One of the most important issues facing most pharmaceutical companies at present is the question of whether they have the capacity to convince their customers to pay premium prices to cover production costs, as well as to provide satisfactory returns for the future development of additional undifferentiated drugs. Many of the as yet fully untreatable diseases such as AIDS, cancer, migraine and multiple sclerosis are those that provide the most lucrative business opportunities. At the same time, healthcare providers and insurers within the industralised nations continue to debate the sensitive issue of whether society can afford the costs of maintaining and extending the quality of life. As a result, an inherent paradox exists.
Therefore will pharmaceutical companies be able to produce rapidly unique products that are truly successful in treating unconquered diseases, while at the same time obtain the high prices that are required to pay for cutting-edge research?
One of the most significant developments in the move toward customer-led change is the accelerated search for mechanisms to establish a sense of 'value-for-money'. This has led to the creation of pharmacoeconomics, which encompasses a set of potentially useful approaches for making more rational decisions for selecting drugs. Such approaches include analyses of cost benefit, cost effectiveness, cost minimisation, cost utility, the quality of adjusted life years, and eventual outcomes. Areas of potential use for customers include price negotiation, reimbursement and co-payment levels, formulary listing, substitution, treatment guidelines and improving prescription decisions. For the pharmaceutical companies involved, the primary use of pharmacoeconomics is to demonstrate value in order to support the marketing of products. It could also be used when selecting projects for R and D purposes.
In most instances however, there are conflicting forces at work. On the one hand, healthcare payers as well as providers demand the lowest-cost solution to their healthcare problems while remaining partial to acquisition costs. Conversely, pharmaceutical companies wish to avoid the downward pressure on prices by focusing on product value rather than on the cost of acquisition. Further escalating the value-cost conflict is the fact that there are no global standards for pharamacoeconomic techniques, coupled with a severe lack of conformity on how customers interpret output. When these factors are combined, the use of a particular set of approaches that are based on single cost structures becomes problematic.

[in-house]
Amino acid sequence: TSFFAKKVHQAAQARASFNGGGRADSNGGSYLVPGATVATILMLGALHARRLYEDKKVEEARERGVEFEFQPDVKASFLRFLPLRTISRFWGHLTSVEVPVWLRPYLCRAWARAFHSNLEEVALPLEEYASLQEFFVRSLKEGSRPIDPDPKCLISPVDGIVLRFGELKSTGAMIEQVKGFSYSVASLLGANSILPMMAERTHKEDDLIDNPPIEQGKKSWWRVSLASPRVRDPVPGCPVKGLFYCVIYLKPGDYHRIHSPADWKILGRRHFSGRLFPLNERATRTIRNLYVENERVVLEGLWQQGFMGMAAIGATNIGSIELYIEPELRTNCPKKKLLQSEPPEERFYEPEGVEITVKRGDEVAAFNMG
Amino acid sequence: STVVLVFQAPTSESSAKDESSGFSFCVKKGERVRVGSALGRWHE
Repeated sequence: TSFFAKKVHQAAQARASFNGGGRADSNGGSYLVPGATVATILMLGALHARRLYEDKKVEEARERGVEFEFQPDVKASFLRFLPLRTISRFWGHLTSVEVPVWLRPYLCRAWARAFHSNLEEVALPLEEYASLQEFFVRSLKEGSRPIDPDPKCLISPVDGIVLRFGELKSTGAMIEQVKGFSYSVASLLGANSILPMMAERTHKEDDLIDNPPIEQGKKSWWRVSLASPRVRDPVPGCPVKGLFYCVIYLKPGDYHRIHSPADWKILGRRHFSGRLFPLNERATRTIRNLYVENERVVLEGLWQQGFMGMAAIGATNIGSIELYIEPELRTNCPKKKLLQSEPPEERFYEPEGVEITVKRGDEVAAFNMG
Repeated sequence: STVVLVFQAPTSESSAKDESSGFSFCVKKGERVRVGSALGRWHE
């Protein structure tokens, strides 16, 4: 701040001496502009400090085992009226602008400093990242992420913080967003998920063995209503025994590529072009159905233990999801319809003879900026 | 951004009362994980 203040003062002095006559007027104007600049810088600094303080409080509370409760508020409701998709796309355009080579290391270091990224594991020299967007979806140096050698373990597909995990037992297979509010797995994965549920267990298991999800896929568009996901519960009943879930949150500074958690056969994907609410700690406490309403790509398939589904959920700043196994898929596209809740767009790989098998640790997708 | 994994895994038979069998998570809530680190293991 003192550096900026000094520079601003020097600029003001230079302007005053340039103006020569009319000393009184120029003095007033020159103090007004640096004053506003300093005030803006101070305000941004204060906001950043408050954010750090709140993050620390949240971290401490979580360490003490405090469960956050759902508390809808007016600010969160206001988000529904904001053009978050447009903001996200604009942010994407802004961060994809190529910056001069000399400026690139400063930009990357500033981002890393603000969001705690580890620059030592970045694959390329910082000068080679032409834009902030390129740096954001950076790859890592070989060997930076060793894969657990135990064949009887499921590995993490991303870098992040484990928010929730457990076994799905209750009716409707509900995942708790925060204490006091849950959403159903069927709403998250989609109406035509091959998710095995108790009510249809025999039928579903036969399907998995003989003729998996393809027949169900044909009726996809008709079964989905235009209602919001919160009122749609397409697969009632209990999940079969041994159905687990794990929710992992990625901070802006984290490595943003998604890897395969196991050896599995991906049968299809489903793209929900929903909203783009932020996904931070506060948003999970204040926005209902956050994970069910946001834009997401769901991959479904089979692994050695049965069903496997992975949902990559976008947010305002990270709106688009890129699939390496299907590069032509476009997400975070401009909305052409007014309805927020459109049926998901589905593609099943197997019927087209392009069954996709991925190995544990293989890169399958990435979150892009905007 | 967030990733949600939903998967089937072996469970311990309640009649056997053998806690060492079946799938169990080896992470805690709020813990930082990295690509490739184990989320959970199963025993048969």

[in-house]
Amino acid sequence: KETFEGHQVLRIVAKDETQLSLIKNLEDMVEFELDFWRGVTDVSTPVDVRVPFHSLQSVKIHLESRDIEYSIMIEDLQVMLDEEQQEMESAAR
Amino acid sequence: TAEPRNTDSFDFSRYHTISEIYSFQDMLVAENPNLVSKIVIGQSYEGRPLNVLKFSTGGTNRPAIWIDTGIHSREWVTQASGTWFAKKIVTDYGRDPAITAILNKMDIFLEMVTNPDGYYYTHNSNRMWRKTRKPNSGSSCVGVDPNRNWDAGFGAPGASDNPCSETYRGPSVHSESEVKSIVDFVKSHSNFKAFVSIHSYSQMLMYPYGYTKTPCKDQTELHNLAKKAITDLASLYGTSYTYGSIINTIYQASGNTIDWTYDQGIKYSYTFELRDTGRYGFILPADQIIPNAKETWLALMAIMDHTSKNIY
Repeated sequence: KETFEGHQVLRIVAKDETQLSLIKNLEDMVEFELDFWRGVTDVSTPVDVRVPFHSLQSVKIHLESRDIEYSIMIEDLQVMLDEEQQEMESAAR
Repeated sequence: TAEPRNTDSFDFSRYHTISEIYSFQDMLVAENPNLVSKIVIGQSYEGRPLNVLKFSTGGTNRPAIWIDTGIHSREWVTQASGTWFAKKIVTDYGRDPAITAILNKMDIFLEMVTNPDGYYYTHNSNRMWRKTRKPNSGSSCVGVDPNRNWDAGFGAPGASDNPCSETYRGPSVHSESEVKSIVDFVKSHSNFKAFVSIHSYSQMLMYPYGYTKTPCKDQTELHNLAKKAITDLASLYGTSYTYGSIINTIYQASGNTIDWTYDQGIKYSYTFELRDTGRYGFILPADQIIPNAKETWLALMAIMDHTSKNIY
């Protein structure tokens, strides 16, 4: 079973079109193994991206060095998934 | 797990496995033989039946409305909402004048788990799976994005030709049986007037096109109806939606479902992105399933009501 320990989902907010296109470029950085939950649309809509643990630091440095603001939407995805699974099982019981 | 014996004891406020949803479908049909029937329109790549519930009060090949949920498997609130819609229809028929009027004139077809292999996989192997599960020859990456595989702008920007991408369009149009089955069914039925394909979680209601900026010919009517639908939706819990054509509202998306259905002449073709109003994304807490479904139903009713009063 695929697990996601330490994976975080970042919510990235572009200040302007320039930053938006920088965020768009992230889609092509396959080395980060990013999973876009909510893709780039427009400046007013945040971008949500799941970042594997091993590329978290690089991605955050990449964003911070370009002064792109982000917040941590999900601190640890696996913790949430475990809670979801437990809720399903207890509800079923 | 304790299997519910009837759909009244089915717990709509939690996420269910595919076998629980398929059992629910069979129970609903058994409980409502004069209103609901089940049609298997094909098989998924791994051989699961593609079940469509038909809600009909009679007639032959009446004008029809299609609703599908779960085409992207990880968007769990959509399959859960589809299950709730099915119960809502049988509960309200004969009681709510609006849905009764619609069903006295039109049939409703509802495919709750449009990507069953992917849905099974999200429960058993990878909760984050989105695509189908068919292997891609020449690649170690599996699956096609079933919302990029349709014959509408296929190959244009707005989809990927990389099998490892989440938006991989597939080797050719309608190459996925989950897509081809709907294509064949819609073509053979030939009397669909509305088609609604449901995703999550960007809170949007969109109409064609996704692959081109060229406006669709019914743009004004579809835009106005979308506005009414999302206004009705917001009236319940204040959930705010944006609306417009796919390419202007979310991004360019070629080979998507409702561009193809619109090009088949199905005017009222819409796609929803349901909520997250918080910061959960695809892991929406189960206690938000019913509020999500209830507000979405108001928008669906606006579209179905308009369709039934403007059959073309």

In order for pharmaceutical companies to be able to reverse the decline of their profit margins, it is important that an atmosphere of acceptance be created among customers concerning the value of drugs rather than of their costs. If customers are not convinced that healthcare costs can only be reduced through integrated approaches and not by ingredient cost management, then this effort will surely fall. Conversely, unless research-based firms can discover a mechanism through which future returns for a successful product can be secured, thereby justifying the significant investment required for high risk, cutting-edge research, there will be a general decline in the number of products offering genuine solutions to healthcare problems.
How then can all research-based pharmaceutical companies convince their increasingly cost-conscious customers to look beyond the management of acquisition costs, and to appreciate instead the overall value of a drug in terms of its total savings in overall healthcare costs?